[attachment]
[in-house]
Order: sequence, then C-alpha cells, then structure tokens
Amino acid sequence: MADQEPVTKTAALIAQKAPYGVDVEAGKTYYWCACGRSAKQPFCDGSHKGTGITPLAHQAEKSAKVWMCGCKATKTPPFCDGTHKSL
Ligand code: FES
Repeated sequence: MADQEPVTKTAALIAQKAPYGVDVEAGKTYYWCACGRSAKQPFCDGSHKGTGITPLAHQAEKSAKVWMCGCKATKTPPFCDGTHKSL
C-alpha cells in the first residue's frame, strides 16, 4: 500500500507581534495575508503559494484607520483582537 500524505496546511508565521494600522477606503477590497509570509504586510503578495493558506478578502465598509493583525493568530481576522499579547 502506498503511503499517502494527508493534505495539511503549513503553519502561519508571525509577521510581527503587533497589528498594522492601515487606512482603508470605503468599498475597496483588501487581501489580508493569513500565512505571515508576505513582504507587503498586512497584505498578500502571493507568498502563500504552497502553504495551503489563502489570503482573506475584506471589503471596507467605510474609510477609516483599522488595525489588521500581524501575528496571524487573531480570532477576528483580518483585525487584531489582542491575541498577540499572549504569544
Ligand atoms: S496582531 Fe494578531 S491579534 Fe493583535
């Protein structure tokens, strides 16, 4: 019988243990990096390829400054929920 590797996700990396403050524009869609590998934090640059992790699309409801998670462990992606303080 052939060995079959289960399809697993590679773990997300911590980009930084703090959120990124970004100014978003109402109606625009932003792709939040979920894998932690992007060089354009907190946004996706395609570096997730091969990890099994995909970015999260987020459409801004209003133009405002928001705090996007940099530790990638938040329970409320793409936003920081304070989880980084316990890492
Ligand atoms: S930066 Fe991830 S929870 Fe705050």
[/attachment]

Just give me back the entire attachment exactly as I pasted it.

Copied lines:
[in-house]
Order: sequence, then C-alpha cells, then structure tokens
Amino acid sequence: MADQEPVTKTAALIAQKAPYGVDVEAGKTYYWCACGRSAKQPFCDGSHKGTGITPLAHQAEKSAKVWMCGCKATKTPPFCDGTHKSL
Ligand code: FES
Repeated sequence: MADQEPVTKTAALIAQKAPYGVDVEAGKTYYWCACGRSAKQPFCDGSHKGTGITPLAHQAEKSAKVWMCGCKATKTPPFCDGTHKSL
C-alpha cells in the first residue's frame, strides 16, 4: 500500500507581534495575508503559494484607520483582537 500524505496546511508565521494600522477606503477590497509570509504586510503578495493558506478578502465598509493583525493568530481576522499579547 502506498503511503499517502494527508493534505495539511503549513503553519502561519508571525509577521510581527503587533497589528498594522492601515487606512482603508470605503468599498475597496483588501487581501489580508493569513500565512505571515508576505513582504507587503498586512497584505498578500502571493507568498502563500504552497502553504495551503489563502489570503482573506475584506471589503471596507467605510474609510477609516483599522488595525489588521500581524501575528496571524487573531480570532477576528483580518483585525487584531489582542491575541498577540499572549504569544
Ligand atoms: S496582531 Fe494578531 S491579534 Fe493583535
């Protein structure tokens, strides 16, 4: 019988243990990096390829400054929920 590797996700990396403050524009869609590998934090640059992790699309409801998670462990992606303080 052939060995079959289960399809697993590679773990997300911590980009930084703090959120990124970004100014978003109402109606625009932003792709939040979920894998932690992007060089354009907190946004996706395609570096997730091969990890099994995909970015999260987020459409801004209003133009405002928001705090996007940099530790990638938040329970409320793409936003920081304070989880980084316990890492
Ligand atoms: S930066 Fe991830 S929870 Fe705050």